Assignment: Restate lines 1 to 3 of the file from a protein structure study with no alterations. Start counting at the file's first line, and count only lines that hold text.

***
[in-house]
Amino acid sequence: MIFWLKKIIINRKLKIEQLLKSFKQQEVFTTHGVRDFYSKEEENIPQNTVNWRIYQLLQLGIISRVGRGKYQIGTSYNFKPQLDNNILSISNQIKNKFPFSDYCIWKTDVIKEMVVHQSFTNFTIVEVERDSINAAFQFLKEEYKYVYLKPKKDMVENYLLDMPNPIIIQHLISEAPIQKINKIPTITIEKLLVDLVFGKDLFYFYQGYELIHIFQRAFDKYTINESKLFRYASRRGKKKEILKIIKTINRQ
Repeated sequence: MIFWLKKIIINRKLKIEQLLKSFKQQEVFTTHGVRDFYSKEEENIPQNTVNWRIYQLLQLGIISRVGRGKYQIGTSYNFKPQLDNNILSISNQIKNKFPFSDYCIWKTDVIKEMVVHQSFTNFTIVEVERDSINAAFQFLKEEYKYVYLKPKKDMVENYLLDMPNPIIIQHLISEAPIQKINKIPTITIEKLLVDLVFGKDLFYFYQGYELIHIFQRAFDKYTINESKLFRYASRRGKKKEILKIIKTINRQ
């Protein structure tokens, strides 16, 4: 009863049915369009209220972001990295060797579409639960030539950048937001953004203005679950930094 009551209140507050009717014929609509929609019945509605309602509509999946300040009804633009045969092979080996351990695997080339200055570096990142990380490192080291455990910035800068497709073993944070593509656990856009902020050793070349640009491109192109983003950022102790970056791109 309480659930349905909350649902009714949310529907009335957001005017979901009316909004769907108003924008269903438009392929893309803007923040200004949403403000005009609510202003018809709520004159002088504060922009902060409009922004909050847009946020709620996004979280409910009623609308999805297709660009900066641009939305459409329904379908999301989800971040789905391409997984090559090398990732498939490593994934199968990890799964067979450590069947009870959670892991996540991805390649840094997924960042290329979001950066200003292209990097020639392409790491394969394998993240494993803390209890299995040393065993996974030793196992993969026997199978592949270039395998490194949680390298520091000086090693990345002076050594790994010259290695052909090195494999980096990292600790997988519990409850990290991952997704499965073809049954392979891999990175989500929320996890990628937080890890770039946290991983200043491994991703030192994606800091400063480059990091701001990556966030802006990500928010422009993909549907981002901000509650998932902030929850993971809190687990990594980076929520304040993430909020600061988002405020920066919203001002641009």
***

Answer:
[in-house]
Amino acid sequence: MIFWLKKIIINRKLKIEQLLKSFKQQEVFTTHGVRDFYSKEEENIPQNTVNWRIYQLLQLGIISRVGRGKYQIGTSYNFKPQLDNNILSISNQIKNKFPFSDYCIWKTDVIKEMVVHQSFTNFTIVEVERDSINAAFQFLKEEYKYVYLKPKKDMVENYLLDMPNPIIIQHLISEAPIQKINKIPTITIEKLLVDLVFGKDLFYFYQGYELIHIFQRAFDKYTINESKLFRYASRRGKKKEILKIIKTINRQ
Repeated sequence: MIFWLKKIIINRKLKIEQLLKSFKQQEVFTTHGVRDFYSKEEENIPQNTVNWRIYQLLQLGIISRVGRGKYQIGTSYNFKPQLDNNILSISNQIKNKFPFSDYCIWKTDVIKEMVVHQSFTNFTIVEVERDSINAAFQFLKEEYKYVYLKPKKDMVENYLLDMPNPIIIQHLISEAPIQKINKIPTITIEKLLVDLVFGKDLFYFYQGYELIHIFQRAFDKYTINESKLFRYASRRGKKKEILKIIKTINRQ